Friday 23 May 2014

The Hollow by Agatha Christie

This is one of my favourite Poirot mysteries. It has a lot of the things that Christie does so well: a surprise ending that sneaks up on you; some spectacularly snooty and humorous characters, in this case the stand-out is the vague and offhand socialite, Lucy Angkatell; and a heart-warming but not too intrusive bit of romance.
    The Hollow is the name of the manor house where Lucy and Sir Henry like to entertain, inviting their friends and relations for weekends. This weekend Lucy is in a bit of a dither having invited too many problematic guests - the distant cousin, David, just down from Oxford who has socialist leanings, the excessively charming Dr John Chistow and his mousy wife Gerda who gets flummoxed by the Angkatell's idea of fun.
    Unfortunately, Henrietta, another cousin also invited, happens to be John's mistress, while yet another guest is cousin Edward, who has always loved Henrietta. It is just as well Henrietta is so lovely with Gerda and manages to smooth over any awkwardnesses. Then there's Midge, the 'poor cousin' of this cast of relatives who, God forbid, has to work in a dress shop where she is treated like a dogsbody just to earn a living.
   Over an evening at the bridge tables all these potential issues are beginning to simmer when in through the French windows - Christie is a whizz at entrances - appears a glamorous actress in evening dress, asking for matches. She's none other than Veronica Cray, an old flame of John Christow's and the only woman he ever truly loved. He escorts her back to her weekend cottage and returns rather later than expected. Oh, dear.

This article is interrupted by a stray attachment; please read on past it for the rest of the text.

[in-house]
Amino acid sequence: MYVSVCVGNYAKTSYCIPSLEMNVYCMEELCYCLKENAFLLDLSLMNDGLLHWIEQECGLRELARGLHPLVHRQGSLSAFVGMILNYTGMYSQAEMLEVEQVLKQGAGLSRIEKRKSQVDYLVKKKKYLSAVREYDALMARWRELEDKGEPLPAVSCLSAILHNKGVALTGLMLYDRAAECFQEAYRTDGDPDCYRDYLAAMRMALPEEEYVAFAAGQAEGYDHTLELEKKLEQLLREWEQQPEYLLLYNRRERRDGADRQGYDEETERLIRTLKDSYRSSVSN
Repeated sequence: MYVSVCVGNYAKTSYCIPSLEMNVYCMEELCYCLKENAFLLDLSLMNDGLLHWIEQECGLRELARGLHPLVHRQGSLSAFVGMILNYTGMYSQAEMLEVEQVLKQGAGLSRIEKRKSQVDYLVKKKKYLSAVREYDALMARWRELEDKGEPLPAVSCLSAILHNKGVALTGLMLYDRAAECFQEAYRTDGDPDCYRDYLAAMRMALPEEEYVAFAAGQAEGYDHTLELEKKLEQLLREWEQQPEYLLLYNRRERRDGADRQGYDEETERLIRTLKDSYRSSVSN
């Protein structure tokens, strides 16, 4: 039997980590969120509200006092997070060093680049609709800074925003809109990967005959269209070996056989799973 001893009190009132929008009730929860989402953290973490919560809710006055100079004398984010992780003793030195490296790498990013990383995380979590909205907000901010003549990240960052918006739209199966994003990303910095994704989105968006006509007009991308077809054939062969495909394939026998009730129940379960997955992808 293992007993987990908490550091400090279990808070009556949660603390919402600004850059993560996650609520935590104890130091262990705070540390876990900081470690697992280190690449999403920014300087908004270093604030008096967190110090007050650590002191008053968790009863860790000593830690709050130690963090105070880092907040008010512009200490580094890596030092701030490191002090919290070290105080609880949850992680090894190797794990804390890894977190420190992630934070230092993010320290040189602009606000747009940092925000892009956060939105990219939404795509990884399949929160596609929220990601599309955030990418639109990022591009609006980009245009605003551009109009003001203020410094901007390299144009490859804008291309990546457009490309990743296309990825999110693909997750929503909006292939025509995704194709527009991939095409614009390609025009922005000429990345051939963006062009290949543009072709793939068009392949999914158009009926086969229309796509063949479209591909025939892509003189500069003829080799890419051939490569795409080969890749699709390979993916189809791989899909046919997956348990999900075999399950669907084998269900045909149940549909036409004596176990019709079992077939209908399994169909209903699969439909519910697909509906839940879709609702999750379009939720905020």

Of course the final guest is Hercule Poirot, invited for lunch the next day, and he arrives just in time to see a tableau that at first he thinks with immense irritation has been assembled just for his benefit - a dying man (John Christow) lying at the edge of the pool, his wife standing looking dazed and holding a pistol, while other members of the party appear from all directions.
    The scene is set for a wonderful whodunnit: loads of motives, red herrings and an oversupply of guns. It doesn't have the tension of say The ABC Murders, with more people being bumped off continually though the book. Instead are some comical scenes starring Lucy Angkatell, a supreme snob, though she tries to be kindly, and some insight into the predicament of nicely brought up young ladies with limited means who must therefore marry or work to support themselves.
    Henrietta does this most successfully as a sculptor, while Midge has to encourage snooty matrons to buy expensive clothes they don't really need. This is post-war Britain after all and the times they are a-changing.
    The men don't necessarily have such a nice time of it either - there's the irony of David being all set to inherit The Hollow, when he would really like to set a torch to it, while Edward has been unmanned by being wealthy. He has never had to make a career for himself so thinks he's no good at anything. John Christow puts them all in the shade - he's a brilliant doctor, charming and charismatic, but oh so tired, and not long into the book, he's oh so dead.
    All in all, this is just another murder mystery, with Poirot getting his little grey cells into gear, but it still manages to be a very satisfying read, with plenty of wit and the effect of watching an engaging if slightly old fashioned play. Things crank up towards the end with the possibility of another murder but Poirot steps in just in time to nip it in the bud. Just as it should be.


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